|Jean Monnet • Gustav Stresemann • N. von Coudenhove-Kalergi|
Many people know that today’s European Union and the euro currency evolved out of 1950s treaties between France, West Germany, Italy, and others that kick-started European integration.
Less well known is that the basic idea—to build a peace-loving European federation through practical economic ties—was a result of World War I. It lost out to national animosities in the interwar period. Only after another war did it become politically realistic.
There is no future for the people of Europe other than in union.
Among the progenitors was a young French official and cognac dealer, Jean Monnet, who worked on a proposal for European economic cooperation at the 1919 Paris Peace Conference. Few governments were interested. Instead, the conference imposed the punitive Treaty of Versailles on Germany.
European intellectuals were more enthusiastic. An Austrian count, Richard Nikolaus von Coudenhove-Kalergi, in 1923 published the book Pan-Europa, calling for a European political and economic union, and founded a movement for European unification that won the support of many of the Continent’s leading minds, including Albert Einstein, Sigmund Freud, and Thomas Mann. Early members of Coudenhove’s movement included the mayor of Cologne, Konrad Adenauer.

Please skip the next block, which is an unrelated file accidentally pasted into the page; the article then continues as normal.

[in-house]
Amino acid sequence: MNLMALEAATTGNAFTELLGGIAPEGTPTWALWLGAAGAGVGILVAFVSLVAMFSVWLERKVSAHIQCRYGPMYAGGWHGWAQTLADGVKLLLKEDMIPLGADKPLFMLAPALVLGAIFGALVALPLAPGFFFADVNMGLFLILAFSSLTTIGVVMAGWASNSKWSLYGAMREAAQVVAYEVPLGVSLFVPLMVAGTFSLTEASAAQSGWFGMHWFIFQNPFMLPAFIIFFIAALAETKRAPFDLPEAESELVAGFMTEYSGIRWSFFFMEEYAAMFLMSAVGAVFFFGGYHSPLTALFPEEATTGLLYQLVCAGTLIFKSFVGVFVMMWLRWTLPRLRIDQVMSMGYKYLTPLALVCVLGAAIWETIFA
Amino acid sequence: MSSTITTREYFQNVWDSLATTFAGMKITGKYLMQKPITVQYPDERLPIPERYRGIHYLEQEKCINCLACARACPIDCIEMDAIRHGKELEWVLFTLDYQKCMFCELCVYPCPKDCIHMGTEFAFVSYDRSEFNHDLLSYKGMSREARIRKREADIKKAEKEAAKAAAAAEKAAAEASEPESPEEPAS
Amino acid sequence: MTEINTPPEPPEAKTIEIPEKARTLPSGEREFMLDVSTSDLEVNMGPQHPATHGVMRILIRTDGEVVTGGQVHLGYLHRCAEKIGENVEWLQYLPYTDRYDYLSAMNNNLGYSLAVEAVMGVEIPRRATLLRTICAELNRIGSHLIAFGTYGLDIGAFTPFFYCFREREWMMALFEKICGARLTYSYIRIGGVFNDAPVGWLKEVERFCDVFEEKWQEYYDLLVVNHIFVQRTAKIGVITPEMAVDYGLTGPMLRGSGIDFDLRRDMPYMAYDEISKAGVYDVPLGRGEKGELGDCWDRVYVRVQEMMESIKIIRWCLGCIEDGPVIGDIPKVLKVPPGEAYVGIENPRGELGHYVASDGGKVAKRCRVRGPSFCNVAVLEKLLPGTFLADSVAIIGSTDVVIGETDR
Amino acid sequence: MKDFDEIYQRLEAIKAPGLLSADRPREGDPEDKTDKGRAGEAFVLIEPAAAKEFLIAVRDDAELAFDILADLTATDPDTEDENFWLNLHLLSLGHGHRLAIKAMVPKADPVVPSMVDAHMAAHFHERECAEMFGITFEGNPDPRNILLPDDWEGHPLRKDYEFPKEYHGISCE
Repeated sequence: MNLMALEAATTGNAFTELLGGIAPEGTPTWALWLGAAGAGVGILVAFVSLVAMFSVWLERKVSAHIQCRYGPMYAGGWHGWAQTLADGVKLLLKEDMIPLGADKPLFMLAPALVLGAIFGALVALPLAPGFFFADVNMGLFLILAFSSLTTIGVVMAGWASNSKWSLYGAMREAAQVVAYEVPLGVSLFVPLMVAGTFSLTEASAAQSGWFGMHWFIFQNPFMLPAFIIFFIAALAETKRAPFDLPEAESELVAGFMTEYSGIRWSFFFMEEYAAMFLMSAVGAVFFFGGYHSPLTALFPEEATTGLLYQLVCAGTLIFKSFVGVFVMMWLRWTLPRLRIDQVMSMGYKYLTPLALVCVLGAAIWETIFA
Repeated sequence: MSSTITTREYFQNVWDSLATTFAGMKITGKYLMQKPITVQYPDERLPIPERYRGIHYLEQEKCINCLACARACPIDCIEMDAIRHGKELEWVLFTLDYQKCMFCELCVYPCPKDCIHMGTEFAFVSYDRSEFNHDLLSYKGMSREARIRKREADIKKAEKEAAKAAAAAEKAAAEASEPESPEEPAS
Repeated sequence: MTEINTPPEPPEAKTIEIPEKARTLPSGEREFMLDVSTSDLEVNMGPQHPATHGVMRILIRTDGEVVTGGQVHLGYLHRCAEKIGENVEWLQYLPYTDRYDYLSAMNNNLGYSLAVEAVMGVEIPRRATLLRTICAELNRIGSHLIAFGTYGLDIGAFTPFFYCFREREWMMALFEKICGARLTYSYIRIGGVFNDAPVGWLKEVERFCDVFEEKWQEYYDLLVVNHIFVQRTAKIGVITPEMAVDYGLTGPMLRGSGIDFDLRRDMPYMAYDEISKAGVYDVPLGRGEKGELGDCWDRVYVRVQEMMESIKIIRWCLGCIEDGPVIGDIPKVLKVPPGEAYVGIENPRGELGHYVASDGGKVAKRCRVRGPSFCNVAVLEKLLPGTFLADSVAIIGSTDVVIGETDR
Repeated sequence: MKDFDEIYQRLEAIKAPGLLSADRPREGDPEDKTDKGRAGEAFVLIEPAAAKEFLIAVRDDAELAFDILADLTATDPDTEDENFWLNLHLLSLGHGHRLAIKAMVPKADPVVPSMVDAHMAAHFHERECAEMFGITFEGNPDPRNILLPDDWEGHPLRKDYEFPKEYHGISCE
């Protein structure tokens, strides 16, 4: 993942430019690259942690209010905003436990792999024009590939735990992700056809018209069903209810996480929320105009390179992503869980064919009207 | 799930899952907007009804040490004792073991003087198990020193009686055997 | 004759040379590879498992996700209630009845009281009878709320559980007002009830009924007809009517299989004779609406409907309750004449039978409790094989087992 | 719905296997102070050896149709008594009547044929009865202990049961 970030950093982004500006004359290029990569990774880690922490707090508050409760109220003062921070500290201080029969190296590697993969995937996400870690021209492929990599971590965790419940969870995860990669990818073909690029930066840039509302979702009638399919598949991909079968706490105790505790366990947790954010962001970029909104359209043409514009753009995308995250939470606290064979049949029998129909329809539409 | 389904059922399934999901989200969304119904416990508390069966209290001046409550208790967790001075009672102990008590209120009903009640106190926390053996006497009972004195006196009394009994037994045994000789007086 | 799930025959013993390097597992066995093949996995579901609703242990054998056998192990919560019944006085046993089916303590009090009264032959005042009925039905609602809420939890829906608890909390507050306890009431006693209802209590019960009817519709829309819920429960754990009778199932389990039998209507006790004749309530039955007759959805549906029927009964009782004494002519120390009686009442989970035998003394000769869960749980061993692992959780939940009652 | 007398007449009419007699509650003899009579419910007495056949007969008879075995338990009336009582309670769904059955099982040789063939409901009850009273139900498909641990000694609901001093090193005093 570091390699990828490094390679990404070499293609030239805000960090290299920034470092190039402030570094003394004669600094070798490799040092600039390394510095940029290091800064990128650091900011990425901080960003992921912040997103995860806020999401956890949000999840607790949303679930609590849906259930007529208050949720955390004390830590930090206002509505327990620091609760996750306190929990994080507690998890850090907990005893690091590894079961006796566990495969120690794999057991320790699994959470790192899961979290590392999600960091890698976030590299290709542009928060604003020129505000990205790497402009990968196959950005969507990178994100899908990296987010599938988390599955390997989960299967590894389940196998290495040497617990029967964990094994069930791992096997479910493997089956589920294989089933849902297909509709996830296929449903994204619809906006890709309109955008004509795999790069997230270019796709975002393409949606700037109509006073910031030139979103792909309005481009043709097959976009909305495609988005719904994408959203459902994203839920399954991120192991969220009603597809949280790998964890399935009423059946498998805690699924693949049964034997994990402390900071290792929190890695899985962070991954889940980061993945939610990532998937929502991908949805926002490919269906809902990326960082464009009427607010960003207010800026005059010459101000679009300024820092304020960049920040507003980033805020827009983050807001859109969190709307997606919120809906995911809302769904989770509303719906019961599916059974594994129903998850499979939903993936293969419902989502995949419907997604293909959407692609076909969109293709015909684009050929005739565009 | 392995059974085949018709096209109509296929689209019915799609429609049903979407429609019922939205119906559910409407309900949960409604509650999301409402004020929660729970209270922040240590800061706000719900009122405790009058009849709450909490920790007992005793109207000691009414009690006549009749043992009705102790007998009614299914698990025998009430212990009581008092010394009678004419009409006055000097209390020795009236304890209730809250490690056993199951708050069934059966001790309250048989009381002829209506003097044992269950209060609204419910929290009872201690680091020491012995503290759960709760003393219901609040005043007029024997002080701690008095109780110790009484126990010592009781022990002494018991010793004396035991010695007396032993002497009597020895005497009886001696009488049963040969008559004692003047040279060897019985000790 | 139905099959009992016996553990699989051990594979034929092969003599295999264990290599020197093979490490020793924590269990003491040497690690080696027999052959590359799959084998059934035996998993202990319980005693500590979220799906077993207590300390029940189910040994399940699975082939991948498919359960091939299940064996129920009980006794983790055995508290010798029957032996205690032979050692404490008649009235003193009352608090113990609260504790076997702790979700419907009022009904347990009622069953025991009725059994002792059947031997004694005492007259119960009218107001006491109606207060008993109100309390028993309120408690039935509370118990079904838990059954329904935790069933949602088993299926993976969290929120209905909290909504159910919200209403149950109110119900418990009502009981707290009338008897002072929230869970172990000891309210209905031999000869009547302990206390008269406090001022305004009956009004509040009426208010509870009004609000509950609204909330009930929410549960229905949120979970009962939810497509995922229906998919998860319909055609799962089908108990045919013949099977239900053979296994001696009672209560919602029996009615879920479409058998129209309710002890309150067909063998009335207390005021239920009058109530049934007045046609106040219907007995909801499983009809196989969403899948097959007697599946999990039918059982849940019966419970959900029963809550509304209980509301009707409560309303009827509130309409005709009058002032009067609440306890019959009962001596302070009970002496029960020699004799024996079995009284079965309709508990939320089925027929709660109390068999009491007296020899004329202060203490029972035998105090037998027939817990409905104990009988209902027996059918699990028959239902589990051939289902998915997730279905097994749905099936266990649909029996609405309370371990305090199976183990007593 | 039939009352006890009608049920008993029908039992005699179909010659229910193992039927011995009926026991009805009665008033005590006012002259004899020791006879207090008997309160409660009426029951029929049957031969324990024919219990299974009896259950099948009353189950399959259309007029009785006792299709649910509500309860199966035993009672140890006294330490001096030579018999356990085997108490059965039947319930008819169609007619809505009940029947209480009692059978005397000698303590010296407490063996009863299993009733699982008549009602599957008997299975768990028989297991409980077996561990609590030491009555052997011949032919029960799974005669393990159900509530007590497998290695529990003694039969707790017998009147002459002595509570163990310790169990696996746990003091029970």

The Pan-Europa Program is the only possible solution to the European border problem. The incompatibility of all national aspirations, as well as the tension between geographic -strategic, historical-economic and national borders in Europe makes a fair border management impossible. A change of the borders would eliminate old injustices, but put new ones in their place.
Nikolaus von Coudenhove-Kalergi
French Foreign Minister Aristide Briand took up Coudenhove’s ideas and proposed a European federation in September 1929. The same month, Mr. Briand’s ally and German counterpart Gustav Stresemann, the most notable statesman produced by the wobbly Weimar Republic, called for common European money.
Here we encounter two conflicting concepts with which we must come to grips in our time: the idea of national solidarity and the idea of international cooperation.
Soon afterward, Mr. Stresemann died, the New York Stock Exchange crashed, and the crisis-plagued 1930s buried Mr. Briand’s plan for a “European Federal Union.”
Mr. Monnet and Mr. Adenauer were among those who revived the idea after the next war left Europe in ruins. This time, it took root.
Source: Wall Street Journal, 100 Years, 100 Legacies from World War I